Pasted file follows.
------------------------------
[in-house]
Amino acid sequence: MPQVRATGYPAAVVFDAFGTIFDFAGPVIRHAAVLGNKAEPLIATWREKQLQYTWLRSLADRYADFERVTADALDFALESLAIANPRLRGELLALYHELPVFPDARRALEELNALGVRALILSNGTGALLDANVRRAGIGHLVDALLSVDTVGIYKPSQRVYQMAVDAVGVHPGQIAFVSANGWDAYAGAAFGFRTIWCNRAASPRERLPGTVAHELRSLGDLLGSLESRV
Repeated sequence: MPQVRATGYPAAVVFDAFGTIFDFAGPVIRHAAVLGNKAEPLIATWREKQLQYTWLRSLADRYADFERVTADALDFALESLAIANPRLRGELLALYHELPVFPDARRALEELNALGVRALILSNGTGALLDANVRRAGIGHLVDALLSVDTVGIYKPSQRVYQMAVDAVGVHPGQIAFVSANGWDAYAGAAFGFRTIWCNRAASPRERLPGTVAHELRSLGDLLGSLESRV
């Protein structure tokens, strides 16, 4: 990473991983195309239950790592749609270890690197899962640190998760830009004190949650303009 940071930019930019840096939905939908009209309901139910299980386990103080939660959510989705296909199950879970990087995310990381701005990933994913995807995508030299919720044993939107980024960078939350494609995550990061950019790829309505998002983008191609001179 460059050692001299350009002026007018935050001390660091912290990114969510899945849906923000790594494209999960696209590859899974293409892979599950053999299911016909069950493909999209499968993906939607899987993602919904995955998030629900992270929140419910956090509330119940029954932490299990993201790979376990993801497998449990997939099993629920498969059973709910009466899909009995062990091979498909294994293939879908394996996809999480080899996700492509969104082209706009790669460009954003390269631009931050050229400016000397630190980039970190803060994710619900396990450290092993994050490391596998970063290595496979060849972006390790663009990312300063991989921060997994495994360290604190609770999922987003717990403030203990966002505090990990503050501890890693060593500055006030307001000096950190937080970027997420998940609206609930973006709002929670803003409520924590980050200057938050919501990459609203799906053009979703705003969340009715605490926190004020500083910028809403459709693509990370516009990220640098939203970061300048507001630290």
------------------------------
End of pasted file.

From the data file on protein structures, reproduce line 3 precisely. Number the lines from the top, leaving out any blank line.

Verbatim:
Repeated sequence: MPQVRATGYPAAVVFDAFGTIFDFAGPVIRHAAVLGNKAEPLIATWREKQLQYTWLRSLADRYADFERVTADALDFALESLAIANPRLRGELLALYHELPVFPDARRALEELNALGVRALILSNGTGALLDANVRRAGIGHLVDALLSVDTVGIYKPSQRVYQMAVDAVGVHPGQIAFVSANGWDAYAGAAFGFRTIWCNRAASPRERLPGTVAHELRSLGDLLGSLESRV